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Abstract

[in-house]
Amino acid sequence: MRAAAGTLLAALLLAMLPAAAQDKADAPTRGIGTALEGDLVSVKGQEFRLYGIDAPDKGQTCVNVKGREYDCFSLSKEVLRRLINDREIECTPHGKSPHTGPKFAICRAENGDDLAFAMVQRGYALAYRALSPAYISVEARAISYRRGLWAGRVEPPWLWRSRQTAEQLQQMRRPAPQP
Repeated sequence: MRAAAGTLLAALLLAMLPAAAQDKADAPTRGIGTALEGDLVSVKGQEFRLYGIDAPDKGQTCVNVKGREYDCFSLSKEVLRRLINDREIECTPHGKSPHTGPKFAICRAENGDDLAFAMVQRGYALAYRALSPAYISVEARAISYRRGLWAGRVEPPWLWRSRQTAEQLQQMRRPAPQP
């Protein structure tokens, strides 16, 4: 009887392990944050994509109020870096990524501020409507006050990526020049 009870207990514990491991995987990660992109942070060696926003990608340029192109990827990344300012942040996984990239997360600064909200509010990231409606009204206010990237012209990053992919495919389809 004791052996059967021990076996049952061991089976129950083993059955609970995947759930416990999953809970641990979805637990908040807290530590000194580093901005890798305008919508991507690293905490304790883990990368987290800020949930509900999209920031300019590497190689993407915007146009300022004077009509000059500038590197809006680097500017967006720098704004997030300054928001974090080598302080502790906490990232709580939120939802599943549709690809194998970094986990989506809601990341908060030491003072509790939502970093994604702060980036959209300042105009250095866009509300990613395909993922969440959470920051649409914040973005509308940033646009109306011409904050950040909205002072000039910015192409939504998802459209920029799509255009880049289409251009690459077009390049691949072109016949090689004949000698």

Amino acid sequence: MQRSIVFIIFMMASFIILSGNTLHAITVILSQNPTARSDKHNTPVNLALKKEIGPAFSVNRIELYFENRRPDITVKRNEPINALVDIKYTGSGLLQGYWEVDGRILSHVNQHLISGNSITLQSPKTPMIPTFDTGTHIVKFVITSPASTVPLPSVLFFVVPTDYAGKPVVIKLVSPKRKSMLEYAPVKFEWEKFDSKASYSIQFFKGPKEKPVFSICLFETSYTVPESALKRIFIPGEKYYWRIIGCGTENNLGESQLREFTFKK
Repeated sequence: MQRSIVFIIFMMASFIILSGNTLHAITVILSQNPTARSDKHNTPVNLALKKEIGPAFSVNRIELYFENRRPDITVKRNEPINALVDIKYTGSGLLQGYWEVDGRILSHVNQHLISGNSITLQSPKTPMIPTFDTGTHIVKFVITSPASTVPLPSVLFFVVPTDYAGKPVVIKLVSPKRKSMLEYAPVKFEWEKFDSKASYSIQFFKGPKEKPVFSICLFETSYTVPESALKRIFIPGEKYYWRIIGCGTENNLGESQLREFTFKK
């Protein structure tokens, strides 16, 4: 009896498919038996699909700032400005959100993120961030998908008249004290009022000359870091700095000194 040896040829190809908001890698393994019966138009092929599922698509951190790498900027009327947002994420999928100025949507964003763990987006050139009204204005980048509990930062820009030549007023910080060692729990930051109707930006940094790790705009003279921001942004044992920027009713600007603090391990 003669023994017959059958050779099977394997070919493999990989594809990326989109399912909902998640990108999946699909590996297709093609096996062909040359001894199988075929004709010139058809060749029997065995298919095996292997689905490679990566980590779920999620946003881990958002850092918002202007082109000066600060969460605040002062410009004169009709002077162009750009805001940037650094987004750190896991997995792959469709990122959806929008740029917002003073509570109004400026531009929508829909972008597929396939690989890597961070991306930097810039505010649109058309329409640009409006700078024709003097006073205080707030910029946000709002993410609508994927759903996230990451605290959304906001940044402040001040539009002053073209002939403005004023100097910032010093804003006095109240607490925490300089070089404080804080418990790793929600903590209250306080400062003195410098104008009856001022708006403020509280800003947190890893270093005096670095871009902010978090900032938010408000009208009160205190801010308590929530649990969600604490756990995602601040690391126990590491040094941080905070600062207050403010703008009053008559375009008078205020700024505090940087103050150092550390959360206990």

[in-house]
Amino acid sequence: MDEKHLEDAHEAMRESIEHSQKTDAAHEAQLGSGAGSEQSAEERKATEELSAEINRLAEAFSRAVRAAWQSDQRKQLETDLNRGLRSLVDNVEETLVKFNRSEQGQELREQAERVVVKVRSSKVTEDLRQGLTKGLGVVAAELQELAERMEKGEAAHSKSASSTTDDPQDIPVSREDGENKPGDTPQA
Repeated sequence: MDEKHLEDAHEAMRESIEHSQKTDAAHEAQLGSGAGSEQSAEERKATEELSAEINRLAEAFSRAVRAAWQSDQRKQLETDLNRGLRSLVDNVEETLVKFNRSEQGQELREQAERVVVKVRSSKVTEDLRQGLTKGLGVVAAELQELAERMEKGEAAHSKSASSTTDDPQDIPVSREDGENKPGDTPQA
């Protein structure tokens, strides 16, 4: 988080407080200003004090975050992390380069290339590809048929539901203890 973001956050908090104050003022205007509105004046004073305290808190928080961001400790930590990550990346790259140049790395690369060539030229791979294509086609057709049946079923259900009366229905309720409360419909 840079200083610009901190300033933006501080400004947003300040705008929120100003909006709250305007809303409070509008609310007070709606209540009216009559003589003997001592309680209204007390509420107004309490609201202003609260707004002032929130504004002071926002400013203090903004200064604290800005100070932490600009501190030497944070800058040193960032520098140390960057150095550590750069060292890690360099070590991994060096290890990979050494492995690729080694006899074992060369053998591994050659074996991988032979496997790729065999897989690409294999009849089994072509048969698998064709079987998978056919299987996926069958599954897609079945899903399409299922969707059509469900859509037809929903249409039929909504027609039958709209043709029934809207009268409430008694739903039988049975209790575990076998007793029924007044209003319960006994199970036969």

Historically, exercise scientists and practitioners believed that continuous, steady exercise at a single moderate intensity was most beneficial for health, but recent findings suggests that higher intensity interval training may be more beneficial for many health and performance-based outcomes. Purpose: The purpose of this study was to compare the metabolic and ventilatory responses to a brief, intense interval protocol using a treadmill in the active and passive mode. Methods: Twelve physically fit participants (30.5±6.2y; 175.9±9.9 cm; 79.1±18.2 Kg) completed three exercise sessions. In the first session, biometric and demographic data were obtained prior to the performance of a peak VO2 treadmill test using a single speed, variable incline protocol. In sessions 2 and 3, participants performed an intense, 4-minute exercise protocol. The interval protocol consisted of eight repetitions, each 20 seconds in length with 10 seconds rest between with a 15% incline. The interval exercise was performed in an active or passive treadmill mode. During the active mode (ACT), participants controlled the speed of the treadmill belt using an electronic control board mounted on the front of the treadmill. During the passive mode (PAS), participants controlled the speed of the treadmill belt by exerting greater effort against the belt with their legs. In each condition, the participants were encouraged to exert a maximal effort; the ACT and PAS conditions were performed in random order on separate days. Continuous oxygen consumption (VO2), carbon dioxide production (VCO2), Respiratory Exchange Ratio (RER), and Ventilation (VE) were collected during all sessions using a metabolic cart and data were compared using a factorial ANOVA with repeated measures using mode (ACT vs PAS) and interval (8 intervals). Results: VO2 peak in the participants tested was 44.4±4.5 mL.kg-1.min-1. There was a significant mode by interval interaction for VO2 (p=0.003). VO2 was elevated compared to baseline in both conditions, but PAS was greater than ACT at intervals 2 (∆3.55 mL.kg-1.min-1; p=0.003) and 3 (∆3.40 mL.kg-1.min-1; p=0.004). There was a significant interaction for RER (pConclusions: The results indicate that participants completing self-selected sprints in the PAS mode exert greater metabolic effort in earlier, but not late intervals compared to ACT. This could be due to the extreme fatigue resulting from anaerobic work in PAS. Future studies should determine if participants training using ACT or PAS sprinting adapt strategies to improve metabolic efficiency or gain capabilities to exert greater metabolic effort during a single session of treadmill exercise.

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